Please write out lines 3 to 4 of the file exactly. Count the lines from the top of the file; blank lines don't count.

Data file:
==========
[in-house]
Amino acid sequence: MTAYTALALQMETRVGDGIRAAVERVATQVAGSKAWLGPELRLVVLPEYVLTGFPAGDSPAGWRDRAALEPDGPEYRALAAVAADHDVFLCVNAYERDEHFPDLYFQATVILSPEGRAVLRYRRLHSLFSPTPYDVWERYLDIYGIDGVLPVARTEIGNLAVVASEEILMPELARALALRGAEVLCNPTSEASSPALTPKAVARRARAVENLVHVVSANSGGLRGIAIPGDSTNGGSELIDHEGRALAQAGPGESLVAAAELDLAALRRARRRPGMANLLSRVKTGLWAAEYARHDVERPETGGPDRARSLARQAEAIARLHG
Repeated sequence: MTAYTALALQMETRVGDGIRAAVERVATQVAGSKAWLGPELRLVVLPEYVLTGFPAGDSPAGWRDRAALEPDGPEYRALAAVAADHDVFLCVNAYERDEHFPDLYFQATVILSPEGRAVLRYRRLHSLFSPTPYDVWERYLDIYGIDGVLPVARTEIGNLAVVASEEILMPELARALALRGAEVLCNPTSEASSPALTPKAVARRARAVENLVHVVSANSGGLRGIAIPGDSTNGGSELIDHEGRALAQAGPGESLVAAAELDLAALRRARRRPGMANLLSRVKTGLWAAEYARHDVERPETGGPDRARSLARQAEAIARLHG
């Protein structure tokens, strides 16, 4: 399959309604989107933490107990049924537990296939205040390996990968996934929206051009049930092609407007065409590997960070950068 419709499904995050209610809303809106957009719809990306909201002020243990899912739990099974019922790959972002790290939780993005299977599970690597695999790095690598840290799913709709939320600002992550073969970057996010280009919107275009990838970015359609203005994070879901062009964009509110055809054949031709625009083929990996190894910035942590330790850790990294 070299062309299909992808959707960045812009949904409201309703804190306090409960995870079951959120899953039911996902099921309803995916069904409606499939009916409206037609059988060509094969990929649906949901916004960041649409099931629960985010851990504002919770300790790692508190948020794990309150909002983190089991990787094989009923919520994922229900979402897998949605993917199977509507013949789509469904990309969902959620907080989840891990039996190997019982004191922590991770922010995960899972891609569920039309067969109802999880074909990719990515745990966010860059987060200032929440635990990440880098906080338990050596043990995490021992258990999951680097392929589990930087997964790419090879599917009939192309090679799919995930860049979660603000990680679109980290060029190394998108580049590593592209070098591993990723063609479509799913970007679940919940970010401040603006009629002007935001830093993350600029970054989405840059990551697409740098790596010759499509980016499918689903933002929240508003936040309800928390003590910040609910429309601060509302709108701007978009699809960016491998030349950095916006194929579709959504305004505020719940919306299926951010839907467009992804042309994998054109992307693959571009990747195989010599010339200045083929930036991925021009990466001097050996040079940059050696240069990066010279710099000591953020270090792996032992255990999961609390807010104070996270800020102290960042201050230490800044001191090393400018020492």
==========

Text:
Repeated sequence: MTAYTALALQMETRVGDGIRAAVERVATQVAGSKAWLGPELRLVVLPEYVLTGFPAGDSPAGWRDRAALEPDGPEYRALAAVAADHDVFLCVNAYERDEHFPDLYFQATVILSPEGRAVLRYRRLHSLFSPTPYDVWERYLDIYGIDGVLPVARTEIGNLAVVASEEILMPELARALALRGAEVLCNPTSEASSPALTPKAVARRARAVENLVHVVSANSGGLRGIAIPGDSTNGGSELIDHEGRALAQAGPGESLVAAAELDLAALRRARRRPGMANLLSRVKTGLWAAEYARHDVERPETGGPDRARSLARQAEAIARLHG
């Protein structure tokens, strides 16, 4: 399959309604989107933490107990049924537990296939205040390996990968996934929206051009049930092609407007065409590997960070950068 419709499904995050209610809303809106957009719809990306909201002020243990899912739990099974019922790959972002790290939780993005299977599970690597695999790095690598840290799913709709939320600002992550073969970057996010280009919107275009990838970015359609203005994070879901062009964009509110055809054949031709625009083929990996190894910035942590330790850790990294 070299062309299909992808959707960045812009949904409201309703804190306090409960995870079951959120899953039911996902099921309803995916069904409606499939009916409206037609059988060509094969990929649906949901916004960041649409099931629960985010851990504002919770300790790692508190948020794990309150909002983190089991990787094989009923919520994922229900979402897998949605993917199977509507013949789509469904990309969902959620907080989840891990039996190997019982004191922590991770922010995960899972891609569920039309067969109802999880074909990719990515745990966010860059987060200032929440635990990440880098906080338990050596043990995490021992258990999951680097392929589990930087997964790419090879599917009939192309090679799919995930860049979660603000990680679109980290060029190394998108580049590593592209070098591993990723063609479509799913970007679940919940970010401040603006009629002007935001830093993350600029970054989405840059990551697409740098790596010759499509980016499918689903933002929240508003936040309800928390003590910040609910429309601060509302709108701007978009699809960016491998030349950095916006194929579709959504305004505020719940919306299926951010839907467009992804042309994998054109992307693959571009990747195989010599010339200045083929930036991925021009990466001097050996040079940059050696240069990066010279710099000591953020270090792996032992255990999961609390807010104070996270800020102290960042201050230490800044001191090393400018020492």